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Journal of soil science and plant nutrition

versión On-line ISSN 0718-9516

J. Soil Sci. Plant Nutr. vol.17 no.2 Temuco jun. 2017 


Improvement of cold stress resistance via free radical scavenging ability and promoted water status and photosynthetic capacity of gallic acid in soybean leaves


Evren Yildiztugay1*, Ceyda Ozfidan-Konakci2,Mustafa Kucukoduk3


1Selcuk University, Faculty of Science, Department of Biotechnology, 42250, Selcuklu, Konya, Turkey. *Corresponding author:

2Necmettin Erbakan University, Faculty of Science, Department of Molecular Biology and Genetics, 42090, Meram, Konya, Turkey.

3 Selcuk University, Faculty of Science, Department of Biology, 42250, Selcuklu, Konya, Turkey.



Plant polyphenols exhibit a wide variety of biological activities such as antimutagenicity, anticarcinogenicity and antioxidative activity. There is no report whether gallic acid (GLA), a naturally occurring plant phenol, is able to activate the plant defense system under cold stress. For this purpose, after soybean (Glycine max) was hydroponically grown for 3 weeks, seedlings were treated with gallic acid (GLA; 1 and 2 mM) and cold stress (5oC and 10oC) and GLA and stress combination for 72 h. The inhibition in growth, water content (RWC),osmotic potential (YÕ) and photosynthetic activity observed under stress and was more at the lowest temperature. Stress also elicited the accumulation of proline (Pro) only at 5oC. While the capacity to maintain high growth, RWC, YÕand photosynthetic efficiency was observed in GLA-treated plants under stress, Pro accumulation could not achieve with GLA plus stress. Any increase in total activities of superoxide dismutase (SOD) and catalase (CAT) induced by stress treatments determined. The lower cold stress caused an increase in the activities of ascorbate peroxidase (APX), glutathione reductase (GR) and NADPH oxidase (NOX). GLA treatment under stress (especially at 5oC) could supply the increased activities of SOD, CAT, APX and GR. Also, exogenous GLA application to stress-treated plants increased the enzyme activities in ascorbate-glutathione cycle such as monodehydroascorbate reductase (MDHAR) and dehydroascorbate reductase (DHAR) and, contents of ascorbate (AsA) and glutathione. After GLA application under stress, it is observed reduction in hydrogen peroxide (H2O2) and the levels of lipid peroxidation (TBARS), and induction of hydroxyl radical (OH) scavenging. Our results suggest that GLA is a potent inducer for induction of the scavenging activity of radicals as well as effectively usage of water status and photosynthetic capacity.

Keywords: Antioxidant enzyme, cold stress, gallic acid, Glycine max, water content



1. Introduction

Cold stress, which includes both chilling injury (less than 20°C) and freezing injury (less than 0°C), is one of the most significant abiotic stresses of agricultural plants. This stress limits the growth and yield of many economically important crop plants (Bunn et al., 2009), such as rice, corn, tomato and soybean. Temperature dependent reduction of metabolic activities in plants includes limitations of photosynthesis, which in turn contribute forming excess excitation energy. Cold stress enhances the production of reactive oxygen species (ROS; superoxide anion radical, hydrogen peroxide (H2O2) and hydroxyl radical (OH)) in cellular compartments such as chloroplasts, peroxisomes, and mitochondria (Jajic et al., 2015). The continuous generation in non-toxic levels and scavenging of ROS acts as a long distance signal via a cell to cell communication but, high ROS accumulation ultimately leads to oxidative stress, which affects essential plant metabolic activities and cell viability (Bose et al., 2014). Since oxidative stress is accompanied with cold stress, the ability to activate protective mechanisms, such as an increase in the activity of scavenging enzymes, is vital for plant cold tolerance. The primary antioxidants (antioxidant enzymes and low molecular-weight antioxidants, such as ascorbic acid and glutathione) are scavenged stress-induced radicals under a severe excess of radiant energy (Jajic et al., 2015).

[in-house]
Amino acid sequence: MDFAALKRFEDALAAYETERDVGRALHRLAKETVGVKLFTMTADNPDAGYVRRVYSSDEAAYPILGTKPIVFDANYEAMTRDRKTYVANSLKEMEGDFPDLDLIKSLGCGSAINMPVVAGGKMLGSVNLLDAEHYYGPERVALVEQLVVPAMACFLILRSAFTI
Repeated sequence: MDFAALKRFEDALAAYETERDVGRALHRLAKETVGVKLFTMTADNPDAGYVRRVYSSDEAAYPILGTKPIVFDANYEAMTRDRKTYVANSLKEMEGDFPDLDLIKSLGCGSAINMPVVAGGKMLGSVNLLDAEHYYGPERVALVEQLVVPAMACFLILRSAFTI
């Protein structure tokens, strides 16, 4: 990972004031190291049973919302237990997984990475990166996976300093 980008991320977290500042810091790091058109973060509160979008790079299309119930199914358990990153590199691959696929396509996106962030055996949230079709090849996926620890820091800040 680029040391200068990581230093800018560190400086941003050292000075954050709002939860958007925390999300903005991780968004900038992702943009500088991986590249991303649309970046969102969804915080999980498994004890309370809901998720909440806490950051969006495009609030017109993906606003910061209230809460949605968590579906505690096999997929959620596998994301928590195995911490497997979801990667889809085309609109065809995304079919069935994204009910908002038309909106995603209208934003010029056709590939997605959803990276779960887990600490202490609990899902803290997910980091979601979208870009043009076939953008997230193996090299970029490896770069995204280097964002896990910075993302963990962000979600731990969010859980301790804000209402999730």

Phenolic compounds are widely distributed in plants and they are mainly involved in the cell defense system against free radicals under unfavorable environmental influences, including salinity and drought (Selmar and Kleinwächter, 2013). For example, Pennycooke et al. (2005) reported that chilling stress is led to elevated total phenolic content and antioxidant capacity in petunia. A number of phenolic compounds with strong antioxidant and antimicrobial activities have been identified in plants (Selmar and Kleinwächter, 2013). One of the plant phenolic metabolites is tannins. Tannins form a diverse group that includes the widely distributed different types of tannins, hydrolysable or condensed tannins (Mandal et al., 2010). Gallic acid (GLA), one of hydrolysable tannins, is capable of inducing apoptosis in animal cells and of generating oxygen radicals, either alone or in the presence of transition metal ions (Jajic et al., 2015). The nature of polyhydroxyls groups of GLA can be related to their antioxidant action. The reported studies generally focus on neuroprotective capacity, anticancer and gastroprotective activities of GLA application in animals (Selmar and Kleinwächter, 2013).